Tag Archive | character: nehemiah

Faries in the Church

For flofx‘s commissioned prompt, a continuation of

“There are fairies in your church.”

Bishop Macnamilla was of an older school of thought, practically antediluvian. Most of the time, Father Nehemiah avoided conflict by avoiding the Ninth Street house where the Bishop kept his residence. The Father’s church was new, and not entirely conventional, and not near Ninth Street, and the Bishop’s body as well as his mind were old, and did not move easily.

But someone had said something, the Father was certain. The jowls on the Bishop were shaking in the way the once-fat man only did when he had been being yelled at by a parishioner who Didn’t Like Something. Probably not one of Nehemiah’s regulars. But sometimes the gossips from the other churches liked to stop in and visit.

“There are fairies.” Sometimes he could get away with just agreeing with the Bishop until he went away. “Margaret and LaKeisha are in there now. They’ve been helping Mrs. Bao with the cleaning, as it’s almost Easter time.”

“You have fairies in your church services, Father Nehemiah.”

He wasn’t going to be able to dance around this. “Better than having them standing outside the gates, glaring.”

“Do you know what happens when you allow – INVITE the fair folk into consecrated ground?” He was bellowing, or trying to. He must have been an impressive man before the long waste of age started eating him away.

“I’ve heard the stories. Mrs. Bao told me some of them. The kirkevaren told me others – and the fairies told me another set.”

“Ruin and ruination is what you get. Sin and sinners. Filth and the filthy.” The Bishop shook his head. “It leads to nothing but badness.”

“And blood?” Nehemiah drew himself up. He was tall, taller than the Bishop’s shrunken form by nearly a foot. “I know why there were no fairies in the church before, sir.”

“There are no FAIRIES in the church,” the Bishop shouted the word as if it were an obscenity, “because to allow them into out sanctified ground taints not only the ground but the entire city.”

Father Nehemiah was boggled enough by this to lose the edge of his anger, although he did remain standing straight, staring down at the top of the Bishop’s head. “You are aware, sir, that you live in the densest population of fae in the country, correct? The city is teeming with fairies.”

“The city is rotten with them. The elders did not listen to me. They were squeamish.” The older man’s voice finally dropped. “No. It was me. I was squeamish. I knew what needed to be done, and I could not do it. I failed my superiors. I killed them, Nehemiah, I killed those fairies you have heard of. I spilled their blood in the name of the city and its sanctity. I scrubbed the floors with the blood. I blessed the altars with it. But, in the end, I could not do what needed to be done.”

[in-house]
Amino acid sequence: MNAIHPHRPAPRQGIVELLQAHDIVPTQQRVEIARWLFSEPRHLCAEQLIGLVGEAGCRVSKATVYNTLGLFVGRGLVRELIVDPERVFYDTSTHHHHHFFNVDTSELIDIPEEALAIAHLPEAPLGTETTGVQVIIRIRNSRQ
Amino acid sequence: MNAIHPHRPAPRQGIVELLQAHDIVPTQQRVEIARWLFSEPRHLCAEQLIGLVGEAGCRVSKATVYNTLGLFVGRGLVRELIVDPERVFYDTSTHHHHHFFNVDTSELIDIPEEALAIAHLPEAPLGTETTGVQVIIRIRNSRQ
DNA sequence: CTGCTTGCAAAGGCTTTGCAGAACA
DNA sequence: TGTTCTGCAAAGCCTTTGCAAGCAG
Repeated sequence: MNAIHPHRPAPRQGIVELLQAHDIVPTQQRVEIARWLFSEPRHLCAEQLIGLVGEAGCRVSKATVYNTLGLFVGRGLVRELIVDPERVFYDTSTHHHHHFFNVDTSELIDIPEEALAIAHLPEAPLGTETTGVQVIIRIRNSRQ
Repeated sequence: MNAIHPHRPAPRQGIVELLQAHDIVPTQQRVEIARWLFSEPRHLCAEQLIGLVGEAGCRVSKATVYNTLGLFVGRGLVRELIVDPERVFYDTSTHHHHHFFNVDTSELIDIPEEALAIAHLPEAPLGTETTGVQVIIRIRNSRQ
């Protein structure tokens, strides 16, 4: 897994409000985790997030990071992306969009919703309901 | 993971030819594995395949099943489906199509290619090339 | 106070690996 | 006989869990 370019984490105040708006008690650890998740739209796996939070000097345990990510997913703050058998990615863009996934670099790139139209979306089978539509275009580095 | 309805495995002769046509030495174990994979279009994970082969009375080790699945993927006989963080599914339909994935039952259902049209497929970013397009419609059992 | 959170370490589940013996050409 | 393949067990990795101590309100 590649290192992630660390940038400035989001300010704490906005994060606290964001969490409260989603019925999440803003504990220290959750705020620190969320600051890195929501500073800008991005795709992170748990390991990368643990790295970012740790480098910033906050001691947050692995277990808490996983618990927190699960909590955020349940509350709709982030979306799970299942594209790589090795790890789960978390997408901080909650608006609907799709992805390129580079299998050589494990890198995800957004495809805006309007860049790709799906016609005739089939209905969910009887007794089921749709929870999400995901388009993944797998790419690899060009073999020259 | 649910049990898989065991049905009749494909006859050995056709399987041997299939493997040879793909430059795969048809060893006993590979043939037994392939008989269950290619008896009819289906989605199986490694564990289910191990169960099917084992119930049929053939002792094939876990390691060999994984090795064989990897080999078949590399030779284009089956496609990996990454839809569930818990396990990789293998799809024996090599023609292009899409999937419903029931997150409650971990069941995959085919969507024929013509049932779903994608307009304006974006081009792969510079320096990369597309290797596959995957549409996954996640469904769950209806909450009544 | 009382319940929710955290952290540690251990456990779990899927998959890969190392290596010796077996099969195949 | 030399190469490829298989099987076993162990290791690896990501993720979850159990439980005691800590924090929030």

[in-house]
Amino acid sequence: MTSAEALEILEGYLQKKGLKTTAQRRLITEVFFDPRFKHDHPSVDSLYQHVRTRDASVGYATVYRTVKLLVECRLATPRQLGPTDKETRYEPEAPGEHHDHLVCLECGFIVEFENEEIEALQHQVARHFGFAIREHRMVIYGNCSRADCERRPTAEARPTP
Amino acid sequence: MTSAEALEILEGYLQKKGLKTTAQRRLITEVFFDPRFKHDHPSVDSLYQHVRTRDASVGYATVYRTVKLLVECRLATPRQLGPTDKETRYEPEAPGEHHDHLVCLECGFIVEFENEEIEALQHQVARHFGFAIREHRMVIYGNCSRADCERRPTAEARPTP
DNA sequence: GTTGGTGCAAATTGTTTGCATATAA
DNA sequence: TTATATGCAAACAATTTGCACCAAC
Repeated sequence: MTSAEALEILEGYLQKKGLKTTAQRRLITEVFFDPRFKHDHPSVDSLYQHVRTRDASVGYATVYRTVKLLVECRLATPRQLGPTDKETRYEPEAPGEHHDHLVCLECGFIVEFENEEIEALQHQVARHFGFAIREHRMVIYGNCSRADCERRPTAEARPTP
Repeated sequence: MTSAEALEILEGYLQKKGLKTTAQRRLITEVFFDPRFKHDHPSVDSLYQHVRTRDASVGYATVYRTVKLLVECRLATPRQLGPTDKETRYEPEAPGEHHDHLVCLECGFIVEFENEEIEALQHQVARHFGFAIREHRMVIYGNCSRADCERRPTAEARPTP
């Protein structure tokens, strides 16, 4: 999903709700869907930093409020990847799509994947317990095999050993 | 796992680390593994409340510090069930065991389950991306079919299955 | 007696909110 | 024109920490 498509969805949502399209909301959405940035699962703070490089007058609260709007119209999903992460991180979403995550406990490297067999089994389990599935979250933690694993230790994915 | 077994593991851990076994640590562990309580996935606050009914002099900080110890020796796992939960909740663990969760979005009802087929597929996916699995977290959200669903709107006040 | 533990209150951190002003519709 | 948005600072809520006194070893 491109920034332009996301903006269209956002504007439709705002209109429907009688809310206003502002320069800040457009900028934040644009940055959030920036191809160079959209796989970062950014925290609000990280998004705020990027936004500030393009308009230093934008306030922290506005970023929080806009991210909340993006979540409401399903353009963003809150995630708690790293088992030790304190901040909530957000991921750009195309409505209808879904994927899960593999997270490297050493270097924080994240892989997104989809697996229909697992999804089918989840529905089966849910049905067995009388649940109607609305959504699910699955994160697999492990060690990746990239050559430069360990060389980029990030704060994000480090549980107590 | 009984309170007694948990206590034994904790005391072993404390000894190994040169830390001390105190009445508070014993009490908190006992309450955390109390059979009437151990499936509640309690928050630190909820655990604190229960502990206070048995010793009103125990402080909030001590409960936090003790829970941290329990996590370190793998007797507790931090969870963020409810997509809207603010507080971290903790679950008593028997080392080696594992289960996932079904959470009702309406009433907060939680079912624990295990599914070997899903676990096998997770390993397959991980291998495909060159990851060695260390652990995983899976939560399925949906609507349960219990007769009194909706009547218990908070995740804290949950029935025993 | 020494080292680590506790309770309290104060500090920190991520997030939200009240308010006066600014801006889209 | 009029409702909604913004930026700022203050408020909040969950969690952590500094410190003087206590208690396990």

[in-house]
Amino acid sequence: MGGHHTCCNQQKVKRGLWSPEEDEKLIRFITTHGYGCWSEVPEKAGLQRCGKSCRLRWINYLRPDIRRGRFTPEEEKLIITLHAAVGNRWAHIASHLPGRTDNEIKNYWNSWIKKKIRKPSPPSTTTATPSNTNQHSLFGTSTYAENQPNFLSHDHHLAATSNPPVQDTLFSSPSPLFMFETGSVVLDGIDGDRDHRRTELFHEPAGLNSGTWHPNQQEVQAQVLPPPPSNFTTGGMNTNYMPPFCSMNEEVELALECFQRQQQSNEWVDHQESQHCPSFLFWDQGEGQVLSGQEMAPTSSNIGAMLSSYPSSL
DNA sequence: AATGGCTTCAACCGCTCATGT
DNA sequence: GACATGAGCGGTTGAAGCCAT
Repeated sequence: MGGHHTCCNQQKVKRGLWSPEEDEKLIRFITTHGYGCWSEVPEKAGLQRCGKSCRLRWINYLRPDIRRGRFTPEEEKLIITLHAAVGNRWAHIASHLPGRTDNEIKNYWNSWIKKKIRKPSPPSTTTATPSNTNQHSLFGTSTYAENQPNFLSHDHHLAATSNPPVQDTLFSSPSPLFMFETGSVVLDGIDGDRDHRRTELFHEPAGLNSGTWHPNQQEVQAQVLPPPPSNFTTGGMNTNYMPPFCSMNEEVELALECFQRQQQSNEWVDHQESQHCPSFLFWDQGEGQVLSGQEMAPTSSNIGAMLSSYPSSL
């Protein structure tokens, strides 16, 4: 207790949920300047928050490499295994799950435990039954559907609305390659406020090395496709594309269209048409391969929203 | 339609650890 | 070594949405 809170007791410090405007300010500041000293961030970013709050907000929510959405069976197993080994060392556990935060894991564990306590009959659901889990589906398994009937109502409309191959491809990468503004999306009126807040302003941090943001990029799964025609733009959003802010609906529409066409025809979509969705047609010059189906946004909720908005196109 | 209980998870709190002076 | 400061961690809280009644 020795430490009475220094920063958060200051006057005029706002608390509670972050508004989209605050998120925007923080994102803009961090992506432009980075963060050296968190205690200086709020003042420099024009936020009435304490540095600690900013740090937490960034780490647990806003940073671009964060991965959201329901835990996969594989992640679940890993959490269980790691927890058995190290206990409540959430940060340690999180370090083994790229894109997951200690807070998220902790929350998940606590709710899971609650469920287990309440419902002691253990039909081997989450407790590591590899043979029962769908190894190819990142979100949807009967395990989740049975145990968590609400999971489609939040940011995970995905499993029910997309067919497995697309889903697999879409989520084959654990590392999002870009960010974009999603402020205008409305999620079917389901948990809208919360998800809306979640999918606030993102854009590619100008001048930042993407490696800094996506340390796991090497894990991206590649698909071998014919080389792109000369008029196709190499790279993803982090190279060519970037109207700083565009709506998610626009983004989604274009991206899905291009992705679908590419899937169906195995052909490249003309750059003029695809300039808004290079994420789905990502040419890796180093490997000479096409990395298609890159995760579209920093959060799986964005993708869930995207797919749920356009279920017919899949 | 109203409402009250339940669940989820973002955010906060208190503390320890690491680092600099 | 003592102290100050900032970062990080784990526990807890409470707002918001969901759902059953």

He didn’t have to ask, although he wished that he did. He’d already heard enough to put the rest together.

“You killed them before you buried them, you mean.” It hadn’t been meant to be another lamb under the church at all. “You blessed their deaths, instead of leaving them to roam.”

“I could have saved us all. I could have protected us all from what’s in the wind. But they look human, Nehemiah. They look human. And that was my undoing.”

Reaching out for the Congregation

For flofx‘s commissioned prompt, a continuation of

The kirkevaren was watching Mirandabelle.

It made her uncomfortable. It made her skin crawl. It made her fingers itch and her shoulders twitch. It made her want to cry.

But she went by the church every day. Every single day, after school, before work, after partying, before she went to bed. Twice some days, three times some days.

She went by because her mother had told her what had happened; because her grandmother had told her mother what had happened. She went because she’d heard the stories and, while this kirkevaren and this priest were innocent – she could see their innocence hanging over them like a halo, like an aura, like a crown – but the church itself, new and hallowed and blessed, the church was not.

She walked the edge of the fence, because the kirkevaren could not stop her from doing that, and she kissed the iron spikes, brushing her snakebite piercings against the metal and accepting the brief burn as her penance.

“Florence Carter,” she whispered to the first pike, “Benjamin Tomes,” to the third. She looked up at the kirkevaren as she said the third name, “Juliander Tempest.” Juliander had been her mother’s mother’s mother. She had died here, died when the church still hunted the fae.

The corpse-lamb stared at her at that one. Every time. Every time, with its dead blue eyes. With its protective gaze.

“My kin died here,” she told it. “My kin and my kind.”